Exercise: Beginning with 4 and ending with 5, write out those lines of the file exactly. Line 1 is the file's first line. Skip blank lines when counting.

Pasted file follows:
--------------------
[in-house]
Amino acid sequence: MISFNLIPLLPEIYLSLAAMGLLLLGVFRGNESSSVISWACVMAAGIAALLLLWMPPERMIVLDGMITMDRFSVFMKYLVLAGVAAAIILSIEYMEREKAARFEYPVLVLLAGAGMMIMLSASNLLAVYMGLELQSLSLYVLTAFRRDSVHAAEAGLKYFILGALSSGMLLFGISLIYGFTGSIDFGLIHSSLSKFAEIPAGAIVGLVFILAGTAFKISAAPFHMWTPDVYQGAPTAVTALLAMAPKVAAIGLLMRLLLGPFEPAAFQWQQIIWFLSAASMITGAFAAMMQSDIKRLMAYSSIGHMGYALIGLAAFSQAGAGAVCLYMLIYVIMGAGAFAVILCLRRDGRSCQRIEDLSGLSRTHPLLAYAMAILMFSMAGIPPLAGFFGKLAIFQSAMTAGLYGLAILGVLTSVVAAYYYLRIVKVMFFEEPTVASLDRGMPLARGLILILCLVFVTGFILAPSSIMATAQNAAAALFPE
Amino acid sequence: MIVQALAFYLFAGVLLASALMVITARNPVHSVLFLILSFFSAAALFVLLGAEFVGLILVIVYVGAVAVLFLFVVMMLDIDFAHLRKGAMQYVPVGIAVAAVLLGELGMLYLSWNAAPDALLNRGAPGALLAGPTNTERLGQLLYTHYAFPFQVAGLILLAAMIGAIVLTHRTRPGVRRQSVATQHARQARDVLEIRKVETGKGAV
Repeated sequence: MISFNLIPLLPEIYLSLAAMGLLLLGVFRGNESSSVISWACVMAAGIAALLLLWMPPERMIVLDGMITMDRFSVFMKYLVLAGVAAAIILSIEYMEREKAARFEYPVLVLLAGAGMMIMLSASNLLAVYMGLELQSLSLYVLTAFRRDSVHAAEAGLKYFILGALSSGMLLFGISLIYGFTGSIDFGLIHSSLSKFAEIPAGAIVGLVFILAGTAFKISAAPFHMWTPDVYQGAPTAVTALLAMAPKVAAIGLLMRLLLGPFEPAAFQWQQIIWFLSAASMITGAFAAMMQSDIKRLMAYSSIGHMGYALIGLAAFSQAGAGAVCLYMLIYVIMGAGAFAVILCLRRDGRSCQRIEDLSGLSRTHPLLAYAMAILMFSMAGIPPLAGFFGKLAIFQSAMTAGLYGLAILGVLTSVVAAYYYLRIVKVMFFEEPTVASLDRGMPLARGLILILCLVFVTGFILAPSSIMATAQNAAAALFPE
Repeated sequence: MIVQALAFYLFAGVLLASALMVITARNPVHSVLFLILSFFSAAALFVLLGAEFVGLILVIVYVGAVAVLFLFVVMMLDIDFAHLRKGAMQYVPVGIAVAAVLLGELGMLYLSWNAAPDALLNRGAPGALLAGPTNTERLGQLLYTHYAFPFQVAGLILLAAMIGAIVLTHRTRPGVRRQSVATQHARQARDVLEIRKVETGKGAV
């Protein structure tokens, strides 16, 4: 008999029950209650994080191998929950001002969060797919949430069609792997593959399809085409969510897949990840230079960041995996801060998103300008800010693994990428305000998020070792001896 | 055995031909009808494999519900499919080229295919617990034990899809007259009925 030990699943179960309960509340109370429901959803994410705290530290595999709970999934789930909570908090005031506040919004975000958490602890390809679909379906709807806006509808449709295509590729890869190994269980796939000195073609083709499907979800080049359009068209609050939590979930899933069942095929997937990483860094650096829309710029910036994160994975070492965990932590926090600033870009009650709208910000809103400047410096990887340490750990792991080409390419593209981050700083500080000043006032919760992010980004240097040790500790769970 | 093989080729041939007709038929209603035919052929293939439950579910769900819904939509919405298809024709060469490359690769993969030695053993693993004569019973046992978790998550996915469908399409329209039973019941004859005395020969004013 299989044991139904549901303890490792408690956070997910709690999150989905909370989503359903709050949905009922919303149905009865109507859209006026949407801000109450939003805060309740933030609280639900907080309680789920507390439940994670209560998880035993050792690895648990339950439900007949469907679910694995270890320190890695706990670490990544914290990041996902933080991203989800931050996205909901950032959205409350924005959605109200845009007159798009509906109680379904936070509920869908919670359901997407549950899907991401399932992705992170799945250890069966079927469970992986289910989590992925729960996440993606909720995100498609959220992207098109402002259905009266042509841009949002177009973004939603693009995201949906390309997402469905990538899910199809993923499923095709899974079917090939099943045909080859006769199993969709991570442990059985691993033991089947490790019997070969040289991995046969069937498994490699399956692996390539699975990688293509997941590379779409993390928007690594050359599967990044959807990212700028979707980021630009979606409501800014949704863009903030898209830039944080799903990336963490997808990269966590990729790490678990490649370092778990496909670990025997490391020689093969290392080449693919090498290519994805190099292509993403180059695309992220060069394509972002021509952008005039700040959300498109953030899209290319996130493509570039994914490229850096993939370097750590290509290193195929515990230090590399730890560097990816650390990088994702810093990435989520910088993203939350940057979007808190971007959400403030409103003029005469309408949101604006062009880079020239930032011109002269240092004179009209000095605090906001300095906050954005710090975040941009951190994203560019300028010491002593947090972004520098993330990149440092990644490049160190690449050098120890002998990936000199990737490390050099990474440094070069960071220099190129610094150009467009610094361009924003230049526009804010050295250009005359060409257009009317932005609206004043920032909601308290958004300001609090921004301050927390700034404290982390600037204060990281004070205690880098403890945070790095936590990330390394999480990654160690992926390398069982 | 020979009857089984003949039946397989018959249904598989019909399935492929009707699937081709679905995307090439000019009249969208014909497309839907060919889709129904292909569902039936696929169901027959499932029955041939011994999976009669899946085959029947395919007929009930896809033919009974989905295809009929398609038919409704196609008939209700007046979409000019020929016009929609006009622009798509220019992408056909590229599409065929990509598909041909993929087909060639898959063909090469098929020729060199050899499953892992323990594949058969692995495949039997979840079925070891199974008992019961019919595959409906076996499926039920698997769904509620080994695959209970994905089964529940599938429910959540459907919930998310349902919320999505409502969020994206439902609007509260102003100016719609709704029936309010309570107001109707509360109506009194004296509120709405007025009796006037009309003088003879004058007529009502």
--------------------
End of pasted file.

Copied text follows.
Repeated sequence: MISFNLIPLLPEIYLSLAAMGLLLLGVFRGNESSSVISWACVMAAGIAALLLLWMPPERMIVLDGMITMDRFSVFMKYLVLAGVAAAIILSIEYMEREKAARFEYPVLVLLAGAGMMIMLSASNLLAVYMGLELQSLSLYVLTAFRRDSVHAAEAGLKYFILGALSSGMLLFGISLIYGFTGSIDFGLIHSSLSKFAEIPAGAIVGLVFILAGTAFKISAAPFHMWTPDVYQGAPTAVTALLAMAPKVAAIGLLMRLLLGPFEPAAFQWQQIIWFLSAASMITGAFAAMMQSDIKRLMAYSSIGHMGYALIGLAAFSQAGAGAVCLYMLIYVIMGAGAFAVILCLRRDGRSCQRIEDLSGLSRTHPLLAYAMAILMFSMAGIPPLAGFFGKLAIFQSAMTAGLYGLAILGVLTSVVAAYYYLRIVKVMFFEEPTVASLDRGMPLARGLILILCLVFVTGFILAPSSIMATAQNAAAALFPE
Repeated sequence: MIVQALAFYLFAGVLLASALMVITARNPVHSVLFLILSFFSAAALFVLLGAEFVGLILVIVYVGAVAVLFLFVVMMLDIDFAHLRKGAMQYVPVGIAVAAVLLGELGMLYLSWNAAPDALLNRGAPGALLAGPTNTERLGQLLYTHYAFPFQVAGLILLAAMIGAIVLTHRTRPGVRRQSVATQHARQARDVLEIRKVETGKGAV